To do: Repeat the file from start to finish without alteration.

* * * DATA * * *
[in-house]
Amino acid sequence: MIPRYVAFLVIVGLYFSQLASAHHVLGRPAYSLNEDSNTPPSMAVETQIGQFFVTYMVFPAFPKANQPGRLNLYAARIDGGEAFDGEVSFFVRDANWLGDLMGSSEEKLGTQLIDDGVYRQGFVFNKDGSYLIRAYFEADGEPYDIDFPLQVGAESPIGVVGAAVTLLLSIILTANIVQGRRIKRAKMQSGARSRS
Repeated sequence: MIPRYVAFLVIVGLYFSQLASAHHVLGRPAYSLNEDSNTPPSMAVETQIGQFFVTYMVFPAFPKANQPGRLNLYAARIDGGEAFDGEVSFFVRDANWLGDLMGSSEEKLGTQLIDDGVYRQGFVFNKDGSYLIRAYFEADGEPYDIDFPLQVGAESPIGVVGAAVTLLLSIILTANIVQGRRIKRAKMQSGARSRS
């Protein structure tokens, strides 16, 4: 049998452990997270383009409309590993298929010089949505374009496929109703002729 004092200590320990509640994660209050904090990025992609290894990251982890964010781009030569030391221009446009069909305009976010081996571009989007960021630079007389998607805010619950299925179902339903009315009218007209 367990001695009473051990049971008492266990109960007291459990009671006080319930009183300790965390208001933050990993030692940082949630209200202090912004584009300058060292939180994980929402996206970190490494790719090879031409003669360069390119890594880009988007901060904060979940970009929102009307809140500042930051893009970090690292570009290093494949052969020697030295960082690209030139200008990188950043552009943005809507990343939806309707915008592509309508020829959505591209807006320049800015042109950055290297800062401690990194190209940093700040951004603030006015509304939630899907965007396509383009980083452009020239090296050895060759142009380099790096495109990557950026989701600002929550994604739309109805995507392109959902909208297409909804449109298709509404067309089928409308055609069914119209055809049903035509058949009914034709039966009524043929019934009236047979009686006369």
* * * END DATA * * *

[in-house]
Amino acid sequence: MIPRYVAFLVIVGLYFSQLASAHHVLGRPAYSLNEDSNTPPSMAVETQIGQFFVTYMVFPAFPKANQPGRLNLYAARIDGGEAFDGEVSFFVRDANWLGDLMGSSEEKLGTQLIDDGVYRQGFVFNKDGSYLIRAYFEADGEPYDIDFPLQVGAESPIGVVGAAVTLLLSIILTANIVQGRRIKRAKMQSGARSRS
Repeated sequence: MIPRYVAFLVIVGLYFSQLASAHHVLGRPAYSLNEDSNTPPSMAVETQIGQFFVTYMVFPAFPKANQPGRLNLYAARIDGGEAFDGEVSFFVRDANWLGDLMGSSEEKLGTQLIDDGVYRQGFVFNKDGSYLIRAYFEADGEPYDIDFPLQVGAESPIGVVGAAVTLLLSIILTANIVQGRRIKRAKMQSGARSRS
């Protein structure tokens, strides 16, 4: 049998452990997270383009409309590993298929010089949505374009496929109703002729 004092200590320990509640994660209050904090990025992609290894990251982890964010781009030569030391221009446009069909305009976010081996571009989007960021630079007389998607805010619950299925179902339903009315009218007209 367990001695009473051990049971008492266990109960007291459990009671006080319930009183300790965390208001933050990993030692940082949630209200202090912004584009300058060292939180994980929402996206970190490494790719090879031409003669360069390119890594880009988007901060904060979940970009929102009307809140500042930051893009970090690292570009290093494949052969020697030295960082690209030139200008990188950043552009943005809507990343939806309707915008592509309508020829959505591209807006320049800015042109950055290297800062401690990194190209940093700040951004603030006015509304939630899907965007396509383009980083452009020239090296050895060759142009380099790096495109990557950026989701600002929550994604739309109805995507392109959902909208297409909804449109298709509404067309089928409308055609069914119209055809049903035509058949009914034709039966009524043929019934009236047979009686006369």